Business Coach Never Told You About the Cannabis Industry

The cannabis industry is this generation’s version of the wild west. Instead of covered wagons and an Oregon Trail, intrepid entrepreneurs are diving headfirst into an industry that is evolving at the speed of light.

The rapid pace of change is surprising, considering the product’s prohibition in the United States dates back to the Marijuana Tax Act of 1937. It took nearly 36 years for Oregon to become the first state in the Union to decriminalize cannabis. And today, 29 states (including the District of Columbia) allow cannabis to be used legally — either recreationally, medically, or both.

Creative, Consistent Promotion of a Powerful Message Pays Off

One of the key ingredients to the recent trend towards legalization in the United States has been a herculean effort by an alliance of Political Action Committees, concerned citizens, and industry leaders in educating the population and fighting burdensome regulations in the courts.

Lessons Learned from Cannabis Marketing

Marketers in every industry should be paying close attention to how the cannabis industry has gained real traction in an uphill battle, against a variety of powerful opposing forces. There are several lessons to be learned – which can be applied to almost any marketing campaign.

Gain Influence by Engaging and Recruiting Powerful Voices to Your Cause

Influencer marketing, even for weed, is a powerful weapon. The reason it turned into the magic bullet for the cannabis industry is that it side-stepped regulations; “Even in Colorado, where recreational marijuana use is legal, you have to prove that more than 70 percent of a TV station’s audience is over 21 to have your ad legally considered.”



So, the key is to implement asymmetrical advertising — pumping information out across multiple channels and amplifying digital content with the help of individuals that have large audiences on Facebook, Twitter and Instagram.

How Do You Engage Influencers?

In the industry, you’ll hear the term “Try or Buy”. This refers to the practice of allowing prominent individuals (someone with more than 100,000 legitimate online followers) to experience your product — usually a free sample.

If that doesn’t result in a meaningful conversation or shout out, the next step is to offer them a cross-promotion deal. In return for their sharing your message with their followers, you’ll allow them to post an approved message on one or all of your channels. This method usually involves little to no financial cost.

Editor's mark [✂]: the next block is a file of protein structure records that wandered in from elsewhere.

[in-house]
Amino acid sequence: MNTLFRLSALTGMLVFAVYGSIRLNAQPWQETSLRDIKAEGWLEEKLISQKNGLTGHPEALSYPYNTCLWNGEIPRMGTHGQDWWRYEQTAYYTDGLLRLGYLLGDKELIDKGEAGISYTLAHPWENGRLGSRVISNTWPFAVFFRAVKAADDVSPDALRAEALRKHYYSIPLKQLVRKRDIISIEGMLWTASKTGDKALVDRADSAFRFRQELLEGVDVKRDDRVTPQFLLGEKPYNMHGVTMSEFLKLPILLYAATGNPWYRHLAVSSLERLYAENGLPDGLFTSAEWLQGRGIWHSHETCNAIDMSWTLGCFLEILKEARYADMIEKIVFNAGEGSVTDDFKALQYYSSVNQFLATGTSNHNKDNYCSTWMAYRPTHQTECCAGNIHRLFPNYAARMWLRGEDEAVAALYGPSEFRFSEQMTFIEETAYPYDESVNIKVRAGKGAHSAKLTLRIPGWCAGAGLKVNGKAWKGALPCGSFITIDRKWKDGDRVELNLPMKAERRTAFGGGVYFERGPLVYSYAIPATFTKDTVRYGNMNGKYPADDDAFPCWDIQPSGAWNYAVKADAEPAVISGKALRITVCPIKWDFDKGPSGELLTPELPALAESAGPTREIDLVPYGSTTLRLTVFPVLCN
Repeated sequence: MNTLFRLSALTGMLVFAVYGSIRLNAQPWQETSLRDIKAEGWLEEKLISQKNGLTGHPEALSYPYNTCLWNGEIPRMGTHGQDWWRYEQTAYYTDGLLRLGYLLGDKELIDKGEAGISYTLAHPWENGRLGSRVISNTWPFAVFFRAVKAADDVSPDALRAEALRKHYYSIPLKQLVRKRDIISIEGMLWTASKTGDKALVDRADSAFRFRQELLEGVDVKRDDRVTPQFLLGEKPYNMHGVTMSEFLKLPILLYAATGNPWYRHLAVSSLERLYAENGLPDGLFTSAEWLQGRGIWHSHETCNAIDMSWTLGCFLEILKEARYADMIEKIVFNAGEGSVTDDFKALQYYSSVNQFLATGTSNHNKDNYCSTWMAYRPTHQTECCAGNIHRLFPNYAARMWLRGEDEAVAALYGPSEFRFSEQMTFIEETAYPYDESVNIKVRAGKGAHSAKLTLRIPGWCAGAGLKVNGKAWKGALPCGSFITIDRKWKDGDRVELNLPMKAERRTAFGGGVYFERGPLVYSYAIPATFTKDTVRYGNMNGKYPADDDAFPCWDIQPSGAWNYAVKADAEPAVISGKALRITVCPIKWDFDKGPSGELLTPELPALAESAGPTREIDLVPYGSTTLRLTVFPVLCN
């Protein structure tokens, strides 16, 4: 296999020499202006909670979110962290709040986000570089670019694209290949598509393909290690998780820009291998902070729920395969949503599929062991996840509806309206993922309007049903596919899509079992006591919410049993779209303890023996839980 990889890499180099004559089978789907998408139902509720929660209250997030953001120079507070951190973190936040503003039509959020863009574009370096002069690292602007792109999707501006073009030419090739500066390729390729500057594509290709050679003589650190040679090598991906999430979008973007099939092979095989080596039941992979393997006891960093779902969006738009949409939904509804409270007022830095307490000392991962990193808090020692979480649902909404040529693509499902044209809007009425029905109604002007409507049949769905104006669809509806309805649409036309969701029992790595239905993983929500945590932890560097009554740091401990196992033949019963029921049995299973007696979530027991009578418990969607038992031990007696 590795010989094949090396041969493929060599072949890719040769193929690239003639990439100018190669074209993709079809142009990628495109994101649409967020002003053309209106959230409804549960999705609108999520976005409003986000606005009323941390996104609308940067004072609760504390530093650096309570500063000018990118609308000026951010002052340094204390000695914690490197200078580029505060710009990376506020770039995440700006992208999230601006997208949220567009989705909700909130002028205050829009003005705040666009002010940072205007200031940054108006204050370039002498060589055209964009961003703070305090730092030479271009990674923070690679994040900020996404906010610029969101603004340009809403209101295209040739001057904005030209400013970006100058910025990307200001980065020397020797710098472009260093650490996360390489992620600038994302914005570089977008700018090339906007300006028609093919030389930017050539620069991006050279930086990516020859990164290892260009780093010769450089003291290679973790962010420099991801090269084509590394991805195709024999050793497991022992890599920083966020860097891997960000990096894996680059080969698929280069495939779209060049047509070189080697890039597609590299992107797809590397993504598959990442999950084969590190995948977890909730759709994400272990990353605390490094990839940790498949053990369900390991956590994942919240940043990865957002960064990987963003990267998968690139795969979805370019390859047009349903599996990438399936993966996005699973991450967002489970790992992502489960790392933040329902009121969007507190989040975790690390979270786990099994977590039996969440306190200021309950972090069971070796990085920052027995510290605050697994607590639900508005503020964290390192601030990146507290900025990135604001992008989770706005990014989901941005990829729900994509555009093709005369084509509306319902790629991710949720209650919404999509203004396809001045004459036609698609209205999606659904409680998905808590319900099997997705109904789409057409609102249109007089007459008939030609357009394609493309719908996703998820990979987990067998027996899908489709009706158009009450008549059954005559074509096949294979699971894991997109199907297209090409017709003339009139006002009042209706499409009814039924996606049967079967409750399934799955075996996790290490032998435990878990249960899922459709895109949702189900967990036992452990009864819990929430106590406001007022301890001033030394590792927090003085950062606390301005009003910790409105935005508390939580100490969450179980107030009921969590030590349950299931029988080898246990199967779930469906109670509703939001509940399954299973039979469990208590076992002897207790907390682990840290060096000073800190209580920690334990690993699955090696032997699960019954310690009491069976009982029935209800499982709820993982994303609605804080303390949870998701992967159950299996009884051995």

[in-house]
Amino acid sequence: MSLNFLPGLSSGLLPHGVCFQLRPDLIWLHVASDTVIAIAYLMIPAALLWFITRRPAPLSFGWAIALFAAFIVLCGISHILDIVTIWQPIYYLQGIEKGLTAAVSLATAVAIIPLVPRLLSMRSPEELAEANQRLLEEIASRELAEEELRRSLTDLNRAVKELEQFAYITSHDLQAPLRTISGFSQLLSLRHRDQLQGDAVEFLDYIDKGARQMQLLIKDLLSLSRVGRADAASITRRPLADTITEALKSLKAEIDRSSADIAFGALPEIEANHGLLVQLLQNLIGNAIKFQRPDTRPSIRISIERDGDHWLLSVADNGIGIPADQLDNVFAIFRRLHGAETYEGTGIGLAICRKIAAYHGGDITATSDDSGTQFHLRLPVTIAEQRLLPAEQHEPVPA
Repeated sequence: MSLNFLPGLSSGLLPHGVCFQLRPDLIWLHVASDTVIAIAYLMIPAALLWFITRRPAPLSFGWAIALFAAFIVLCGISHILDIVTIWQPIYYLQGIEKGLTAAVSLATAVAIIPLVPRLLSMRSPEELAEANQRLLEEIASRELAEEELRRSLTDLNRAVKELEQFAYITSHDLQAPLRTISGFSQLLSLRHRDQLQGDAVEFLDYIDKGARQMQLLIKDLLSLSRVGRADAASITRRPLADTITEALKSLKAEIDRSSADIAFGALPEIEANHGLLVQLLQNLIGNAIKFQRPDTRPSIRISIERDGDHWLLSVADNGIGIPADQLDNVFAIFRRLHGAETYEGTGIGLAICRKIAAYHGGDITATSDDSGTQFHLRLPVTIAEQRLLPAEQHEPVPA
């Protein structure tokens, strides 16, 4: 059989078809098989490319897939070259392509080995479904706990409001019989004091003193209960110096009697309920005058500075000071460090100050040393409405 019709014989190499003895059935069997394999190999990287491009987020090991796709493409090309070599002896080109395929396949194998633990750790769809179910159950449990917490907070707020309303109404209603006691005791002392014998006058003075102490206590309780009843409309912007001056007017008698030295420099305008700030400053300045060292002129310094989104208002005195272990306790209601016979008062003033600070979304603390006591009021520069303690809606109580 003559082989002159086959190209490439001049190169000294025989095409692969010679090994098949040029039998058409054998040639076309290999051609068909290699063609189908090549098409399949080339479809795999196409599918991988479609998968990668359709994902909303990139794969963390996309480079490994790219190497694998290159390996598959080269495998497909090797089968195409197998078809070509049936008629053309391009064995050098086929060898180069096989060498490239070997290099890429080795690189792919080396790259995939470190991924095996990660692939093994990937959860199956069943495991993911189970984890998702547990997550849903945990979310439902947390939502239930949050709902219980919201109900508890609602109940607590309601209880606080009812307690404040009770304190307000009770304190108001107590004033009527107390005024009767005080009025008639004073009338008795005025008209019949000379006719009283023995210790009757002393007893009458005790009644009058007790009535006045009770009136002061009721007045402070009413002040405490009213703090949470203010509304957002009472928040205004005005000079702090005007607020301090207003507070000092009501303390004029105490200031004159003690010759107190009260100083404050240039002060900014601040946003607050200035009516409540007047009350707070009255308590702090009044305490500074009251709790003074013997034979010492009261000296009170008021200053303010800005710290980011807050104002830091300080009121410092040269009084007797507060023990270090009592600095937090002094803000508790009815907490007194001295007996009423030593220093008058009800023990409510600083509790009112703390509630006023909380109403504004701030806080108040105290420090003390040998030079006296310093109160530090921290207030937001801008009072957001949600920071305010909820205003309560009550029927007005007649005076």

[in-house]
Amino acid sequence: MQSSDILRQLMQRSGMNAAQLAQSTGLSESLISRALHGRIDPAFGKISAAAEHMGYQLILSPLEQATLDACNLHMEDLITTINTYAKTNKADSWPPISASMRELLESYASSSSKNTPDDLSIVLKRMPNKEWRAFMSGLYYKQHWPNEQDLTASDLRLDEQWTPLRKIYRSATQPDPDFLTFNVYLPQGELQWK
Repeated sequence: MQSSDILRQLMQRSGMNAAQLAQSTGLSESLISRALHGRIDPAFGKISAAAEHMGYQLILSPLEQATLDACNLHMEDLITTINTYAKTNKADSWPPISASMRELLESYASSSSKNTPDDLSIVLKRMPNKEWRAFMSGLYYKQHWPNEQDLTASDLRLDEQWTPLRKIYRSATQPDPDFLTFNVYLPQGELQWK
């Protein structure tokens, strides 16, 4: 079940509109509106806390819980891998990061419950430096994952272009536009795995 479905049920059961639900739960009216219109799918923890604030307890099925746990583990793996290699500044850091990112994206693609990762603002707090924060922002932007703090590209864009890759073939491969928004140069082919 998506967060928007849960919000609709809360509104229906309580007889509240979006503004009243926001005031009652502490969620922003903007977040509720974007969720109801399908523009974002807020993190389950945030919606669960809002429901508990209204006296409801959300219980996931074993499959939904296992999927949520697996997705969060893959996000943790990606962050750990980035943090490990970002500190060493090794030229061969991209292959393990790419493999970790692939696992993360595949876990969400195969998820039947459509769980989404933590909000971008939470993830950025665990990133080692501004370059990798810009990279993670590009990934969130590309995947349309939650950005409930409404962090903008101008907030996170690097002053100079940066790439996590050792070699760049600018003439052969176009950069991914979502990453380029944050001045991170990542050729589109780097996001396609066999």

Finally, if all else fails, it’s time to offer a financial incentive for their help. It’s important to understand that the cost of this tactic is generally far less if the individual is already a passionate believer in your cause.

Kissmetrics has an excellent in-depth guide to influencer marketing that I highly recommend for beginners.

All Press Is Good Press

Another advantage that the cannabis industry has successfully leveraged is the old saying: “All press is good press.” In other words, even when someone is speaking out negatively against your product or service, the public consciousness is still being raised to the fact that your brand exists.

Brand and product recognitions is invaluable. And there’s certainly a bump from the “rebel factor”. If a population is told they shouldn’t, or legally cannot use your product, a percentage of the group exposed to the message will feel that the opportunity to rebel is a pretty sexy proposition.

The level of expertise on cannabis issues and challenges in the broader marketing industry has grown immensely. Today there are hundreds of specialized marketing agencies dedicated to promoting cannabis products online, in print and over the airwaves.

Engaging a partner that understands the climate in which your product or service is sold is an important step in gaining an edge over the competition. And embracing an opportunity to launch a promotional campaign that works with the public’s prevailing views, instead of against it, can be lucrative.

While somewhat rudimentary, this popular meme took full advantage of the popular notion that “Everyone would smoke and cities would be ruined if it were made legal.” The clever part in this meme is that, whether you’re for or against legalization, you’re buying into the perception that “Everyone’s doing it.” And perceived popularity moves product.